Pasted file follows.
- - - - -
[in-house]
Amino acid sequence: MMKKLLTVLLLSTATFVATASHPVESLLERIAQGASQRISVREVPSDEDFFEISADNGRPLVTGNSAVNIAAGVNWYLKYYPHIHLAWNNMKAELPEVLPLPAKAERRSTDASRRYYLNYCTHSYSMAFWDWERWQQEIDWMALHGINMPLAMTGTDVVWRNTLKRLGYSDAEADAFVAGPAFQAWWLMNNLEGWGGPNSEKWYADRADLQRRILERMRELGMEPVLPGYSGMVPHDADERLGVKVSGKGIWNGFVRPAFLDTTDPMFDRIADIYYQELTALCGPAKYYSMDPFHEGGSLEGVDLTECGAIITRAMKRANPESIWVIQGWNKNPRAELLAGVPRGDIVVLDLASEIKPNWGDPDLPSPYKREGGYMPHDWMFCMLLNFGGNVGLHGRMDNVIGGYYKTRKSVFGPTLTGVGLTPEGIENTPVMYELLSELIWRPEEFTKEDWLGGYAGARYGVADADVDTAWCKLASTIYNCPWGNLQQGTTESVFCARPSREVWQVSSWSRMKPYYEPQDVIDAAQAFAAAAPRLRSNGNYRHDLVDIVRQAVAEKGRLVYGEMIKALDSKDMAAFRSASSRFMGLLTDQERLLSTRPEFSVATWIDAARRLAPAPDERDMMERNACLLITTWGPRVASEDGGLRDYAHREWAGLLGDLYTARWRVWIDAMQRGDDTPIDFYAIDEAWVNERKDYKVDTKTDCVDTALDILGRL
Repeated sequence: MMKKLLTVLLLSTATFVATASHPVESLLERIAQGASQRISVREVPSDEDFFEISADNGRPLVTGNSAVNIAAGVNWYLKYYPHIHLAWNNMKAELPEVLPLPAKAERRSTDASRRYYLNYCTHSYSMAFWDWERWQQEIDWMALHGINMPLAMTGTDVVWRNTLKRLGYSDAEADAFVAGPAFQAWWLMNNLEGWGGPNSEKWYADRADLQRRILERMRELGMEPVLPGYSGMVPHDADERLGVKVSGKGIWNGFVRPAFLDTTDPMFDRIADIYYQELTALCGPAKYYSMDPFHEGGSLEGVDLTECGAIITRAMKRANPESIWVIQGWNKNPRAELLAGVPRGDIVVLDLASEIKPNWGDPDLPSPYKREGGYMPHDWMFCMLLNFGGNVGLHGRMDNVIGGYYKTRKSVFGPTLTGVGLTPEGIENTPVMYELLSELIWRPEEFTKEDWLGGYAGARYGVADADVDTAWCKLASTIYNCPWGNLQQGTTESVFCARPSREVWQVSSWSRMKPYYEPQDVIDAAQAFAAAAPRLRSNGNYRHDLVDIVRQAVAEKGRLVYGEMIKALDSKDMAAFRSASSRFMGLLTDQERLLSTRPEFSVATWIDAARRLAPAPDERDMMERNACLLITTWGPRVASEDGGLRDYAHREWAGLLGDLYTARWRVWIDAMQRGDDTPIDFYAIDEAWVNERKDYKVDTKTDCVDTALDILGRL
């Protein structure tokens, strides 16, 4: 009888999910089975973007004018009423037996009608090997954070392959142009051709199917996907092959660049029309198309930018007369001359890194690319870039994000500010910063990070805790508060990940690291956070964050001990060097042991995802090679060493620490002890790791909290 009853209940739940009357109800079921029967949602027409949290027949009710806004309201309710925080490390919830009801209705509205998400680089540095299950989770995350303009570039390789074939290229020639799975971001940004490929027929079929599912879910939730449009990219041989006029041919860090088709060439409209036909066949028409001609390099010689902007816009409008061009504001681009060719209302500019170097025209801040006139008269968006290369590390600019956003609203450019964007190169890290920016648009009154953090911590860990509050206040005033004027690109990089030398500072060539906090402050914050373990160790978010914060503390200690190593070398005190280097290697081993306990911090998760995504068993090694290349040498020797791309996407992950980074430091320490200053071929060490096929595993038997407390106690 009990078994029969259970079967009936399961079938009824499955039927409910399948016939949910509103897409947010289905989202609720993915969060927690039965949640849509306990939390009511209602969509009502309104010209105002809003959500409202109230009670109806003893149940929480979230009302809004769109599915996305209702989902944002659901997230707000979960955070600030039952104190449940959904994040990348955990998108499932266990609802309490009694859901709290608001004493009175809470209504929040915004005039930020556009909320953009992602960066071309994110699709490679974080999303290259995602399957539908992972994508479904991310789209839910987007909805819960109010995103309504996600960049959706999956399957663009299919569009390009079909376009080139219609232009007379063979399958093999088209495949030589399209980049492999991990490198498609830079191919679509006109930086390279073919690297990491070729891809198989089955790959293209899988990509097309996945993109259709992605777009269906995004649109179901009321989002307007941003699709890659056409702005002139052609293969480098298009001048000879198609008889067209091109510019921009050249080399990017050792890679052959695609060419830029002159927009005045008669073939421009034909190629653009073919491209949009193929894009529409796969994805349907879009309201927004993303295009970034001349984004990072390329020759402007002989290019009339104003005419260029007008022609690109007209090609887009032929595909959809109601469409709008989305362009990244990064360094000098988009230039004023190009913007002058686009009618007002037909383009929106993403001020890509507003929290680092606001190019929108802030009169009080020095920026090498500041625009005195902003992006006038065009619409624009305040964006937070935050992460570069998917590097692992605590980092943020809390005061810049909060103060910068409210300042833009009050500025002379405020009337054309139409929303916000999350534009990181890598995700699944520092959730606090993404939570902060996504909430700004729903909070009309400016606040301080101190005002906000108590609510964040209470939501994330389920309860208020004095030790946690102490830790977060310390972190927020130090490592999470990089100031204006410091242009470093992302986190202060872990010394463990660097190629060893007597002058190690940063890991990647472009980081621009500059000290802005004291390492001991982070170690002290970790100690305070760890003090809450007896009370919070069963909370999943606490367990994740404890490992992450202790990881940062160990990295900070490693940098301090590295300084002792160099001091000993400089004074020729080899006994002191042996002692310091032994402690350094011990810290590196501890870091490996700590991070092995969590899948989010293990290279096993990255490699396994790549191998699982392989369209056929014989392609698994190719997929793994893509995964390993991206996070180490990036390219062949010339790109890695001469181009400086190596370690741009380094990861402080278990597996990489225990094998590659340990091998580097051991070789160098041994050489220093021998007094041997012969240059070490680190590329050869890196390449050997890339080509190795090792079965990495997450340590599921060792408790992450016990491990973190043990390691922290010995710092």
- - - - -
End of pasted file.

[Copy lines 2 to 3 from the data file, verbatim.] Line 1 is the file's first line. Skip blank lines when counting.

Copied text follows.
Amino acid sequence: MMKKLLTVLLLSTATFVATASHPVESLLERIAQGASQRISVREVPSDEDFFEISADNGRPLVTGNSAVNIAAGVNWYLKYYPHIHLAWNNMKAELPEVLPLPAKAERRSTDASRRYYLNYCTHSYSMAFWDWERWQQEIDWMALHGINMPLAMTGTDVVWRNTLKRLGYSDAEADAFVAGPAFQAWWLMNNLEGWGGPNSEKWYADRADLQRRILERMRELGMEPVLPGYSGMVPHDADERLGVKVSGKGIWNGFVRPAFLDTTDPMFDRIADIYYQELTALCGPAKYYSMDPFHEGGSLEGVDLTECGAIITRAMKRANPESIWVIQGWNKNPRAELLAGVPRGDIVVLDLASEIKPNWGDPDLPSPYKREGGYMPHDWMFCMLLNFGGNVGLHGRMDNVIGGYYKTRKSVFGPTLTGVGLTPEGIENTPVMYELLSELIWRPEEFTKEDWLGGYAGARYGVADADVDTAWCKLASTIYNCPWGNLQQGTTESVFCARPSREVWQVSSWSRMKPYYEPQDVIDAAQAFAAAAPRLRSNGNYRHDLVDIVRQAVAEKGRLVYGEMIKALDSKDMAAFRSASSRFMGLLTDQERLLSTRPEFSVATWIDAARRLAPAPDERDMMERNACLLITTWGPRVASEDGGLRDYAHREWAGLLGDLYTARWRVWIDAMQRGDDTPIDFYAIDEAWVNERKDYKVDTKTDCVDTALDILGRL
Repeated sequence: MMKKLLTVLLLSTATFVATASHPVESLLERIAQGASQRISVREVPSDEDFFEISADNGRPLVTGNSAVNIAAGVNWYLKYYPHIHLAWNNMKAELPEVLPLPAKAERRSTDASRRYYLNYCTHSYSMAFWDWERWQQEIDWMALHGINMPLAMTGTDVVWRNTLKRLGYSDAEADAFVAGPAFQAWWLMNNLEGWGGPNSEKWYADRADLQRRILERMRELGMEPVLPGYSGMVPHDADERLGVKVSGKGIWNGFVRPAFLDTTDPMFDRIADIYYQELTALCGPAKYYSMDPFHEGGSLEGVDLTECGAIITRAMKRANPESIWVIQGWNKNPRAELLAGVPRGDIVVLDLASEIKPNWGDPDLPSPYKREGGYMPHDWMFCMLLNFGGNVGLHGRMDNVIGGYYKTRKSVFGPTLTGVGLTPEGIENTPVMYELLSELIWRPEEFTKEDWLGGYAGARYGVADADVDTAWCKLASTIYNCPWGNLQQGTTESVFCARPSREVWQVSSWSRMKPYYEPQDVIDAAQAFAAAAPRLRSNGNYRHDLVDIVRQAVAEKGRLVYGEMIKALDSKDMAAFRSASSRFMGLLTDQERLLSTRPEFSVATWIDAARRLAPAPDERDMMERNACLLITTWGPRVASEDGGLRDYAHREWAGLLGDLYTARWRVWIDAMQRGDDTPIDFYAIDEAWVNERKDYKVDTKTDCVDTALDILGRL